The recession was really biting but TfL started to make themselves much more ‘open for business’ for development. As an organisation that had been through a period of learning and realisation it was clear that investment and development were good for London and that TfL could be a very important and proactive partner in this approach. The establishment of the TfL Property Group has been, undoubtedly, one of TfL’s greatest marks of maturity, particularly with its cohesive links to the mayor’s strategy on social and affordable housing which would have been unachievable with the previous ‘patchwork’ planning approach.
Successes to celebrate
And despite a shaky start – from my perspective at least – there have been very many successes in the last 20 years. A strengthened bus network which, with tracking technology, now allows people to use buses in a completely different way than they did in the past. An upgraded and modernised Tube, with temperature-controlled trains, increased frequency of services and improved capacity of up to 40% on some lines. A clear and understandable strategy and a clear framework for everyone to work within. The ‘tall buildings’ and section 106 approach that Ken Livingston adopted, which levied income for the Tube network upgrades, fed through to the proactive approach taken to forming the GLA Opportunity Areas; showing the regeneration world what’s needed from a transport perspective and helping investors navigate what the public sector is looking for in areas such as Earls Court, London Riverside, Battersea Power Station and – of course, arguably the most successful of all to date – the Olympic Park.
Personally, I believe that TfL’s runaway success has been the London Overground. By taking over the many suburban lines and developing them as one, TfL has radically expanded the network and increased train frequency. The regeneration impact on London, in areas such as Shoreditch, Surrey Quays, Denmark Hill and Dalston, has been phenomenal and the increase in ridership nothing short of astronomical.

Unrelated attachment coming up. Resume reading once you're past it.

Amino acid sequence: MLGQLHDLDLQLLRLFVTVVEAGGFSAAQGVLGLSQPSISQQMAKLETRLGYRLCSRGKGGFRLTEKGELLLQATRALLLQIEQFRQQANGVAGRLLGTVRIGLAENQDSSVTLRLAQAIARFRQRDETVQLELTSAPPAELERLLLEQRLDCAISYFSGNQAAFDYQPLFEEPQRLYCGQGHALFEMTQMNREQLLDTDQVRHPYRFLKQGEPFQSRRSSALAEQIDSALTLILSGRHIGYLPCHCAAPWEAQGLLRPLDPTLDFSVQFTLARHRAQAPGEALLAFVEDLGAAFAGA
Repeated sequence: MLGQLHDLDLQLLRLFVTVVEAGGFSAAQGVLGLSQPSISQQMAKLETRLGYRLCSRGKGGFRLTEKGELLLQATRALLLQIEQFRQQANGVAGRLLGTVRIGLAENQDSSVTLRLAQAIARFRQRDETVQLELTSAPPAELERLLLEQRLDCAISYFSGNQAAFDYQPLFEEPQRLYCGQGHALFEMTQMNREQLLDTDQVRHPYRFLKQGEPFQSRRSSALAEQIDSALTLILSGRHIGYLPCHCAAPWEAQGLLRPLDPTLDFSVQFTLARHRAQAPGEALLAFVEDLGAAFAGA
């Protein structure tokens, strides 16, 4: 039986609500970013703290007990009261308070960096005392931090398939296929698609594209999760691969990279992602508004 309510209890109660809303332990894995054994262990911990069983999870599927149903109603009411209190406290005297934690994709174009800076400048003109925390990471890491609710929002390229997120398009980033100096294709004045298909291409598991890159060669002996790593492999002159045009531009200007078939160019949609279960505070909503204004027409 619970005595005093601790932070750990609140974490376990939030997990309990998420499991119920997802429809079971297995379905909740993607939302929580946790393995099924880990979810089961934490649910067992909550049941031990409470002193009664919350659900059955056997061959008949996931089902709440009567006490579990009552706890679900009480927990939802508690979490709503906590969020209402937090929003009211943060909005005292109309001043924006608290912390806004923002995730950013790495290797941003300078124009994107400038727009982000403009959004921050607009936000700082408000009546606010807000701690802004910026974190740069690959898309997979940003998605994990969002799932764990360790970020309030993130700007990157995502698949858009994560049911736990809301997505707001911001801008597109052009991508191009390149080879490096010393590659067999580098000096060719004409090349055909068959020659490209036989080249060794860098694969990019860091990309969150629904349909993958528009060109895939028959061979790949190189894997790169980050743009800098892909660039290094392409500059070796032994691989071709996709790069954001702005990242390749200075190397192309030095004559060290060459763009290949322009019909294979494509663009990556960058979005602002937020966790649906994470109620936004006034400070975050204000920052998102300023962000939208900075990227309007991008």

Challenges ahead for the next 20 years
Of course there are challenges ahead for TfL. Some GLA Opportunity Areas are still not working as intended and hugely overdue upgrade work on the Piccadilly and sub surface lines are needed to make the London Underground a truly world-class system. And the biggest challenge of all? The impact that Covid-19 has had on the farebox. But even here there are echoes of the previous 20 years. One of Boris Johnson’s challenges as London Mayor was the impact of the 2007 – 2009 recession, which saw the cancellation of projects such as the Cross River Tram. Instead cycling and Cycle Superhighways were championed and have started the irreversible process of London now becoming a cycle-friendly city. An upcoming change to the Highway Code, which makes the ‘more-motorised’ vehicle responsible for any accident, is one of Johnson’s legacies which will make London a safer place to cycle where the car driver will always be at fault for a collision with a cyclist except for in exceptional circumstances
An increased focus on active travel may become a factor of necessity, as it was in 2008 – as capacity and finances become short – but Sadiq Khan’s excellent transport strategy of April 2018, with Healthy Streets Assessments and Vision Zero, sets fantastic targets to aim for. Notably to achieve 40% active travel over the next 10 – 15 years. I also hope that our current economic climate and impact on public transport ridership prompts a long-overdue change on road user charging, with a move to more progressive charging structures which take control of our streets and potentially hold the key to recovery for both public transport – and TfL.